Andrew Weissman prosecuted criminals at Enron & Arthur Andersen LLP, who defrauded shareholders out of $74 Billion, defrauded employees out of billions in pensions, and who covered-up those crimes, yet, in Trump’s tweet, Trump mourns for the criminals but not for their victims.
….Will Robert Mueller’s big time conflicts of interest be listed at the top of his Republicans only Report. Will Andrew Weissman’s horrible and vicious prosecutorial past be listed in the Report. He wrongly destroyed people’s lives, took down great companies, only to be……..
— Donald J. Trump (@realDonaldTrump) December 7, 2018
Trump is a criminal who has a habit of siding with criminals & not victims & not with justice. In fact, Trump condemns people who do side with justice & praises criminals who do not.
Since January 21, 2017, Trump sides with convicted criminals: Paul Manafort, Joe Arpaio, Dinesh D’Souza, Scooter Libby (who not even GW Bush pardoned).
Trump has been on the side of crime since at least 1988. The late great investigative reporter, Wayne Barret, reported that in 1988 FBI agent Tony Lombardi arrested mobster Frank LaMagra in Trump Tower. Frank LaMagra offered to cut a deal and wear wire to nail Donald Trump in Trump’s role in the money laundering operation that was being run out of Trump Tower.
FBI agent Lombardi told Rudy Giuliani, who was then US Attorney, about LaMagra’s offer. Giuliani went to Trump and held a private meeting. Within weeks of that meeting, Trump announced he’d give Rudy Giuliani $2Million dollars if he ran for NYC mayor. Rudy then told the FBI to drop the investigation into Donald Trump. The FBI closed the case against Donald Trump without even giving it a case number (no paper trail), LaMarga got no deal with the FBI, was convicted, and Trump became co-chair of Giuliani’s fundraising for his mayoral campaign.
In short, by all appearances, Trump bribed Rudy Giuliani with $2M in exchange for FBI dropping investigation into Trump … and by all appearances, Guiliani took the bribe & the FBI dropped it’s investigation into Trump’s money laundering operation.
Rudy and Donald first got together in the late 1980s shortly before Donald became a co-chair of Giuliani’s first fundraiser for his 1989 mayoral campaign, sitting on the Waldorf dais and steering $41,000 to the campaign. A year earlier, [FBI agent] Tony Lombardi, the federal agent closest to then-U.S. Attorney Giuliani, opened a probe of Trump’s role in the suspect sale of two Trump Tower apartments to Robert Hopkins, the mob-connected head of the city’s largest gambling ring.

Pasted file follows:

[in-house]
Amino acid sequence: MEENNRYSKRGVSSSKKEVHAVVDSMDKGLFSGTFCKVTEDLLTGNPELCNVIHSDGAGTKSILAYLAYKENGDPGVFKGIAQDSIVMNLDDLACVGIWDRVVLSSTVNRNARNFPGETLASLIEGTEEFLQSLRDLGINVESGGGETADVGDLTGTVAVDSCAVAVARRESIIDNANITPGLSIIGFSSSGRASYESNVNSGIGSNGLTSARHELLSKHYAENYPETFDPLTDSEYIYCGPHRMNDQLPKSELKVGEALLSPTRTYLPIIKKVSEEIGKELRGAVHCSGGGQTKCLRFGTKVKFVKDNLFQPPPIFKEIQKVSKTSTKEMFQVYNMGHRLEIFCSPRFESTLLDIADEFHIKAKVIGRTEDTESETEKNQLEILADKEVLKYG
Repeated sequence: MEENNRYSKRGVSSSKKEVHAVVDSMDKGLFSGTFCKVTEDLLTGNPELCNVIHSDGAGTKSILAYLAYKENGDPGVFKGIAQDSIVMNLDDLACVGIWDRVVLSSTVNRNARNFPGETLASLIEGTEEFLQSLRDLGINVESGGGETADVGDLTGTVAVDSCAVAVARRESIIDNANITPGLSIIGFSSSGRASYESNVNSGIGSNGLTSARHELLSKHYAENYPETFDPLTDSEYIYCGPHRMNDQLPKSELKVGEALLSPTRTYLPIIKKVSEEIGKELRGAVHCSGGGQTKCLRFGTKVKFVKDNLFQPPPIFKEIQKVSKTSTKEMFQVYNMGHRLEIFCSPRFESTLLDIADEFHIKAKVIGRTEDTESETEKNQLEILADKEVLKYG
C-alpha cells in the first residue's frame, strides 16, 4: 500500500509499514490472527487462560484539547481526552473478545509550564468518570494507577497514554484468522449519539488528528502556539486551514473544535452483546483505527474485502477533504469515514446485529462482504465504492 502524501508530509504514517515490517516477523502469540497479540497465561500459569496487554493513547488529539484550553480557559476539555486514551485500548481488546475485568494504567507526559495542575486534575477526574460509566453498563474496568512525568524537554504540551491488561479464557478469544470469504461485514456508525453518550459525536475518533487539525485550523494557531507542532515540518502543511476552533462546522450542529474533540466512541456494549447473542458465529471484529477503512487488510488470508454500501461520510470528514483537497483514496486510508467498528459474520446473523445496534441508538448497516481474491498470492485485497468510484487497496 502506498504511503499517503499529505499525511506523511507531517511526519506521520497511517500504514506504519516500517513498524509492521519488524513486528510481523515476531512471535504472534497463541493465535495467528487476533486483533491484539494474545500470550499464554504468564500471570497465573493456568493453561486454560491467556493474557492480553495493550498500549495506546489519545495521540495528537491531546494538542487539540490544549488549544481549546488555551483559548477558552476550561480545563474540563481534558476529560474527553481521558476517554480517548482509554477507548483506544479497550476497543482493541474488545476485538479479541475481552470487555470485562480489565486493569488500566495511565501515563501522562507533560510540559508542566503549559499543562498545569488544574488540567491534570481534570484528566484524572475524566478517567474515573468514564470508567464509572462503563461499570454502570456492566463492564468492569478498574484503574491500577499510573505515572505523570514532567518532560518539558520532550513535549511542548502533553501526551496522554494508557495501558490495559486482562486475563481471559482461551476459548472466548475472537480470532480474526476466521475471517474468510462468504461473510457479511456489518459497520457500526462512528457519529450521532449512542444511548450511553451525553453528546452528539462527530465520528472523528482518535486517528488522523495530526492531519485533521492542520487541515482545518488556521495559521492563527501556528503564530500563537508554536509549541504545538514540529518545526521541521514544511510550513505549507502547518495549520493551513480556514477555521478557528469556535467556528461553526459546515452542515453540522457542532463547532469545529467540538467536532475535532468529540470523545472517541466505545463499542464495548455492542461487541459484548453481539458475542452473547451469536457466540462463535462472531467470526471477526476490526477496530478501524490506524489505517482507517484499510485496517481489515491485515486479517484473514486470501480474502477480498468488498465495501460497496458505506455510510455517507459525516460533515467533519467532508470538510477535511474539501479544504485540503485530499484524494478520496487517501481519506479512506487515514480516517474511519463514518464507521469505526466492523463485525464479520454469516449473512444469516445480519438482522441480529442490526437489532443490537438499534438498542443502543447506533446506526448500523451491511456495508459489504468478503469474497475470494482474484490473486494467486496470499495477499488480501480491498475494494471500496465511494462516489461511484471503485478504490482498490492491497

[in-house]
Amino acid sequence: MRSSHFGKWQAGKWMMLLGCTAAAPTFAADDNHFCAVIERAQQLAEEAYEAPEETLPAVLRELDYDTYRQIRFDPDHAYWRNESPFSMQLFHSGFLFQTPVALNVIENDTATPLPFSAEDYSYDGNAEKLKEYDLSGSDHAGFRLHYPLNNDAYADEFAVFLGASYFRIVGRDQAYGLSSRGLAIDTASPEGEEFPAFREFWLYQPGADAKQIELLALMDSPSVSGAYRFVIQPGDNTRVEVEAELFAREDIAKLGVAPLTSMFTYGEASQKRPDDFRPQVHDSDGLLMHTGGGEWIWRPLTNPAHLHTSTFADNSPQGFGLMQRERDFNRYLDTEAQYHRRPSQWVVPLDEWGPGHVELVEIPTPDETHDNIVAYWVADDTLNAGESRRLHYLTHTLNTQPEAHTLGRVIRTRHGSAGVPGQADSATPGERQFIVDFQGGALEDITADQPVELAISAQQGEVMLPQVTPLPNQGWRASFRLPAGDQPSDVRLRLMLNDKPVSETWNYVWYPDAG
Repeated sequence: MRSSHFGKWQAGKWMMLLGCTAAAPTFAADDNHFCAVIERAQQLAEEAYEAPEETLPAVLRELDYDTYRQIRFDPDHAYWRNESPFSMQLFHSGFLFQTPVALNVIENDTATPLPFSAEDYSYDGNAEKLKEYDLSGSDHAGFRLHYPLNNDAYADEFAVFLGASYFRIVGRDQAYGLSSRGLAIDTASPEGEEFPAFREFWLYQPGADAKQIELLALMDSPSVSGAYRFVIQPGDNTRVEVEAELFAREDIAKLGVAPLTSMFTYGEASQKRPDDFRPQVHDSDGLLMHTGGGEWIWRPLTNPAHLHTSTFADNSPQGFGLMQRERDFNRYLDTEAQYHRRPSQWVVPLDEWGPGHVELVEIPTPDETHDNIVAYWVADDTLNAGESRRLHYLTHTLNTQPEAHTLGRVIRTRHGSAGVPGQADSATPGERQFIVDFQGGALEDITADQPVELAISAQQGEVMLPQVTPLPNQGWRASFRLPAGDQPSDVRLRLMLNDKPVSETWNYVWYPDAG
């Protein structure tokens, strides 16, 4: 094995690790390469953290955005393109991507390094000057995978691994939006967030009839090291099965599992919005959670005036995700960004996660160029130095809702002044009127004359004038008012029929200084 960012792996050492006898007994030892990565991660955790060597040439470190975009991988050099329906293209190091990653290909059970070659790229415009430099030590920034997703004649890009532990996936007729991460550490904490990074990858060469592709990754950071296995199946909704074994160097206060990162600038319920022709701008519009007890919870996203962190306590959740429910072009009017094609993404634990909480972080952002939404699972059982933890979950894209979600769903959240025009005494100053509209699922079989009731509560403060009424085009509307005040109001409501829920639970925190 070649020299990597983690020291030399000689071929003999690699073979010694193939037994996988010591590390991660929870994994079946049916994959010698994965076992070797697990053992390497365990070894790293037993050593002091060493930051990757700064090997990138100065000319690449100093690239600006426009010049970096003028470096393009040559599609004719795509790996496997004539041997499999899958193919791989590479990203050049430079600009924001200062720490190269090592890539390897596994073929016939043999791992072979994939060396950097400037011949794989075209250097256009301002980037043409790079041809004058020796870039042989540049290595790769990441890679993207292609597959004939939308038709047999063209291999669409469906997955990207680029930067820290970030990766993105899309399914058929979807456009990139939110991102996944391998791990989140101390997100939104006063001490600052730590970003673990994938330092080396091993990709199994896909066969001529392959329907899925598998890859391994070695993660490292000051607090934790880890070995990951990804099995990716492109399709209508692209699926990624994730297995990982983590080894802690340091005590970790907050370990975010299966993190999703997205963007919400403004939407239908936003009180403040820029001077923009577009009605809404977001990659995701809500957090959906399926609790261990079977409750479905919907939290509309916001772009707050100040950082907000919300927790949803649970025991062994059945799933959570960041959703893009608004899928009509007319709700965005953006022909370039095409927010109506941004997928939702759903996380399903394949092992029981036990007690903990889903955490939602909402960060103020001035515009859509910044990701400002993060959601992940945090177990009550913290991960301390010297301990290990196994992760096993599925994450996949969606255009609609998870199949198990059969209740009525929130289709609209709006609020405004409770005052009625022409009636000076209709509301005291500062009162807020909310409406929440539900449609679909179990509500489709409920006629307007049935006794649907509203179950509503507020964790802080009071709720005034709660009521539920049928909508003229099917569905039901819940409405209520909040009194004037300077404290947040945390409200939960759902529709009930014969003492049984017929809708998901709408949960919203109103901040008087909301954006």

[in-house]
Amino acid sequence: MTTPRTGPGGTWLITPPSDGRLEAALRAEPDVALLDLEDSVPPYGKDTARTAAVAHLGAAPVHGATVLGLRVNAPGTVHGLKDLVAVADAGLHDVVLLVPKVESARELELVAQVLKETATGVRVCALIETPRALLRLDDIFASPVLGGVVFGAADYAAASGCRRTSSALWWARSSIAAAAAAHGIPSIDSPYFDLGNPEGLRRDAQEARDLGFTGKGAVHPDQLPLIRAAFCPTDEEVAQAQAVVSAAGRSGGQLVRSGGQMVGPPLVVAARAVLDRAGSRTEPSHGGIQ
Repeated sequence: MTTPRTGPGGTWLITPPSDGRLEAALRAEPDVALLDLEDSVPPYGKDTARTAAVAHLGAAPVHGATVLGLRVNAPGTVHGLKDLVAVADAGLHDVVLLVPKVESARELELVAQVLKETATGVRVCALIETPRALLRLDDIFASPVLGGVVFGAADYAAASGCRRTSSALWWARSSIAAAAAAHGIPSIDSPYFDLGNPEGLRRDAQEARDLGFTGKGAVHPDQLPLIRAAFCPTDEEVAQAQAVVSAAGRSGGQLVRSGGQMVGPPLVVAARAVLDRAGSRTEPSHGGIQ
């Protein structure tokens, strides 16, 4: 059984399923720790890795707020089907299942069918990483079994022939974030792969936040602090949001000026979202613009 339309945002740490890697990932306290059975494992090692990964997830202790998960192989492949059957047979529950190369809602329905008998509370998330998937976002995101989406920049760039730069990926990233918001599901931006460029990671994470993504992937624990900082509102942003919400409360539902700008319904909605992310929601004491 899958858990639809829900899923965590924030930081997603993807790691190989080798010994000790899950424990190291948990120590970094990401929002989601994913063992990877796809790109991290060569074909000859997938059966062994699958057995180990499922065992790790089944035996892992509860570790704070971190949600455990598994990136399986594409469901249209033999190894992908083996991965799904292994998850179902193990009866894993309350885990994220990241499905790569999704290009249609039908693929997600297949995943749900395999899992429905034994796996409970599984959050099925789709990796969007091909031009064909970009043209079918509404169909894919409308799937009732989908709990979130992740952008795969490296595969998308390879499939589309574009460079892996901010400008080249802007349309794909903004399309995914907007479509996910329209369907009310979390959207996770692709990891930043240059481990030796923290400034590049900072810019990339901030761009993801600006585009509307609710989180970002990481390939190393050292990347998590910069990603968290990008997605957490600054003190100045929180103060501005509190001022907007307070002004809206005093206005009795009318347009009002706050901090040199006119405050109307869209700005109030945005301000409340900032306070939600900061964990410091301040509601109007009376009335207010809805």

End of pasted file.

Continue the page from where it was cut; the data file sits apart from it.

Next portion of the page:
Trump attended the closing himself and Hopkins arrived with a briefcase loaded with up to $200,000 in cash, a deposit the soon-to-felon counted at the table. Despite Hopkins’ wholesale lack of verifiable income or assets, he got a loan from a Jersey bank that did business with Trump’s casino. A Trump limo delivered the cash to the bank.
The government subsequently nailed Hopkins’ mortgage broker, Frank LaMagra, on an unrelated charge and he offered to give up Donald, claiming Trump “participated” in the money-laundering — and volunteering to wear a wire on him.
Instead, [FBI agent] Lombardi, who discussed the case with Giuliani personally (and with me for a 1993 Village Voice piece called “The Case of the Missing Case”), went straight to Donald for two hour-long interviews with him. Within weeks of the interviews, Donald announced he’d raise $2 million in a half hour if Rudy ran for mayor. Lamagra got no deal and was convicted, as was his mob associate, Louis (Louie HaHa) Attanasio, who was later also nailed for seven underworld murders. Hopkins was convicted of running his gambling operation partly out of the Trump Tower apartment, where he was arrested.
Fast forward to today: it is very telling that Trump spent 8 hours tweeting his BS lies and mourning for criminals who were convicted of serious crimes which devastated and destroyed so many people’s lives, before he finally acknowledged Pearl Harbor Day by tweeting a 2017 picture of himself.
This is a Creative Commons article. The original version of this article appeared here.